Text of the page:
A Thyriod Scan or Thyroid Uptake uses Nuclear Medicine to map the function of the thyroid glands.
The thyroid uptake scan uses a gamma camera and small amounts of radioactive tracer injected intravenously, to produce images and measure the function of the thyroid gland. The images show the size, shape and function of the gland, and any nodules or irregularities. It is often used in conjunction with ultrasound.
What happens during a Thyroid Scan?
Before your procedure
What to bring
A referral from your doctor or medical specialist / and an appointment is required for this examination
Any relevant previous imaging
Your Medicare card and any concession cards
A referral from your doctor or medical specialist, and an appointment is required for this examination.
If you are pregnant, breastfeeding, or caring for a small child on the appointment day, please notify us in advance to receive special instructions.
Some medications can interfere with the test, and your referring doctor may ask you to stop taking these before the scan. These include thyroid medication, contrast dye used in CT (Computed Tomography) scans, and some heart medication.
During your procedure
What to expect during my procedure
When you attend your appointment at Envision Medical Imaging you will be asked to answer a few safety questions, remove any jewellery, watches etc, then change into an examination gown.
After explaining the scanning procedure to you the technologist will inject a radioactive tracer into an arm vein then, after a 15 minute wait, position the gamma camera over your neck. You may breathe normally but must try not move. This stage of the examination takes about 20 minutes.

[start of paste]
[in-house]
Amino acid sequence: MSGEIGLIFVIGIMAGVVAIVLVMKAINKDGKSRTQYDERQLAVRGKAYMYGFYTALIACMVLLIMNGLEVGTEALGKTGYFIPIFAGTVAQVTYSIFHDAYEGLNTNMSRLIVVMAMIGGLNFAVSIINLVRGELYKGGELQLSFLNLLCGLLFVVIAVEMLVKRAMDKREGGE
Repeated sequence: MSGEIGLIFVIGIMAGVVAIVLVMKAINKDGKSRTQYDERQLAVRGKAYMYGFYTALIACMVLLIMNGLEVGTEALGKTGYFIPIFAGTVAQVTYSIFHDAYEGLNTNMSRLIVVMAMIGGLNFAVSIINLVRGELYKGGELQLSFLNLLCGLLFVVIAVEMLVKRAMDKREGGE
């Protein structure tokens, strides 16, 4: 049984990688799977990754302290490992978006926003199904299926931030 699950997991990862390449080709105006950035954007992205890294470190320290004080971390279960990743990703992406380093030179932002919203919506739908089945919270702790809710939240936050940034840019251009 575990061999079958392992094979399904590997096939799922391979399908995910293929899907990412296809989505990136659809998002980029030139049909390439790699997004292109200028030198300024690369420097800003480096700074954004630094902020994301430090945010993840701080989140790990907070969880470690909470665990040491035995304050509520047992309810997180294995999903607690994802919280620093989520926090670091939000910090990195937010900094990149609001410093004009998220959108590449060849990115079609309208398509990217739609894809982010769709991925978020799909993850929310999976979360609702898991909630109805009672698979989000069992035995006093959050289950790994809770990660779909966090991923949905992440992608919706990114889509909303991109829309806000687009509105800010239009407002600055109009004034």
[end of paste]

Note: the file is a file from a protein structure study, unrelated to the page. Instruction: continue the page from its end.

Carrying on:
The gamma camera is a large square radiation detector which sits close to the area being examined. You will experience no unusual sensations or discomfort from the scan.
Please allow up to one hour for this examination.
Risks and side effects
Nuclear medicine examinations are considered very safe with almost no reported adverse reactions attributable to the radiopharmaceuticals used in these examinations.
Nuclear Medicine studies require very small doses of gamma radiation and are only performed where the benefits of the examination are deemed to outweigh any potential risks. At Envision, you can be assured that using the latest technology and with staff trained in radiation reduction techniques, radiation doses are kept as low as reasonably possible.
If you are worried or concerned about having a Nuclear Medicine study you should discuss this with your referring doctor or medical specialist before coming for your examination.
If you think you may be pregnant, please inform our Nuclear Medicine team before your examination.
Who will perform and report my examination
At Envision Medical Imaging your examination will be carried out by a Nuclear Medicine Technologist who has a degree in Medical Radiation Science and is accredited by the ANZSNM.
Your images will be reviewed along with your relevant medical history, and any other imaging, and be reported by our Nuclear Medicine credentialed radiologist or Nuclear Medicine physician (a medical doctor specialising in the interpretation of Nuclear Medicine studies).
What happens after a Thyroid Scan?
How do I receive my results?
Your images will be reviewed along with your relevant medical history, and any other imaging, and be reported by our Nuclear Medicine credentialed radiologist or Nuclear Medicine physician (a medical doctor specialising in the interpretation of Nuclear Medicine studies). If your results are needed urgently, Envision Medical Imaging will arrange to have your results available immediately. Otherwise your referring doctor will receive your report within 48 hours of your examination. Please ensure that you make a follow up appointment with your referring doctor to discuss the results.
Radiation from the injected radiopharmaceutical diminishes quickly, however there is still a very small amount of residual radioactivity left for up to 24 hours after your scan. You are free to resume normal activities following the procedure (unless otherwise advised). If you are caring for a small child, or breastfeeding, we may ask you to take some minor precautions.